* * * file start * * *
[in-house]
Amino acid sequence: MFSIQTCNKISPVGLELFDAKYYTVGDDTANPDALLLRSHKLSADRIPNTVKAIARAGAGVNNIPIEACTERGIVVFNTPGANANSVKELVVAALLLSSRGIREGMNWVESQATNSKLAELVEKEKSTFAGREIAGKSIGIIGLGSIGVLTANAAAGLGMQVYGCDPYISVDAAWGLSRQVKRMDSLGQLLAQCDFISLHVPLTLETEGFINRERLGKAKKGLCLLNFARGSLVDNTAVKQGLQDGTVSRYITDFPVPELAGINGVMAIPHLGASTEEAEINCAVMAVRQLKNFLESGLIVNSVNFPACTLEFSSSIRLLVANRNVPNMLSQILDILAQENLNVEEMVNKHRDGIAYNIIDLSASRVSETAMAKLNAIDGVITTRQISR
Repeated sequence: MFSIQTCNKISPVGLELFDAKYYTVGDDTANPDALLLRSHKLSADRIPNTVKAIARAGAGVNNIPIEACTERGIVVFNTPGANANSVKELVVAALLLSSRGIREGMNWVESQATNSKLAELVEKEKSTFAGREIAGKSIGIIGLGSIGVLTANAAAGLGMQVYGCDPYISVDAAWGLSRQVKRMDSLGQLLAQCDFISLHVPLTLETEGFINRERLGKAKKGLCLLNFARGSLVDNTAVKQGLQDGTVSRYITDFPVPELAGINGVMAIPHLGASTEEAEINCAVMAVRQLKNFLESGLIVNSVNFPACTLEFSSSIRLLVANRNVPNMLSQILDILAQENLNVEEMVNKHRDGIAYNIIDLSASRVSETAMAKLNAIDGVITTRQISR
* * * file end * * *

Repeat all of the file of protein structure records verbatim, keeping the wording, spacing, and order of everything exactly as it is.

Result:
[in-house]
Amino acid sequence: MFSIQTCNKISPVGLELFDAKYYTVGDDTANPDALLLRSHKLSADRIPNTVKAIARAGAGVNNIPIEACTERGIVVFNTPGANANSVKELVVAALLLSSRGIREGMNWVESQATNSKLAELVEKEKSTFAGREIAGKSIGIIGLGSIGVLTANAAAGLGMQVYGCDPYISVDAAWGLSRQVKRMDSLGQLLAQCDFISLHVPLTLETEGFINRERLGKAKKGLCLLNFARGSLVDNTAVKQGLQDGTVSRYITDFPVPELAGINGVMAIPHLGASTEEAEINCAVMAVRQLKNFLESGLIVNSVNFPACTLEFSSSIRLLVANRNVPNMLSQILDILAQENLNVEEMVNKHRDGIAYNIIDLSASRVSETAMAKLNAIDGVITTRQISR
Repeated sequence: MFSIQTCNKISPVGLELFDAKYYTVGDDTANPDALLLRSHKLSADRIPNTVKAIARAGAGVNNIPIEACTERGIVVFNTPGANANSVKELVVAALLLSSRGIREGMNWVESQATNSKLAELVEKEKSTFAGREIAGKSIGIIGLGSIGVLTANAAAGLGMQVYGCDPYISVDAAWGLSRQVKRMDSLGQLLAQCDFISLHVPLTLETEGFINRERLGKAKKGLCLLNFARGSLVDNTAVKQGLQDGTVSRYITDFPVPELAGINGVMAIPHLGASTEEAEINCAVMAVRQLKNFLESGLIVNSVNFPACTLEFSSSIRLLVANRNVPNMLSQILDILAQENLNVEEMVNKHRDGIAYNIIDLSASRVSETAMAKLNAIDGVITTRQISR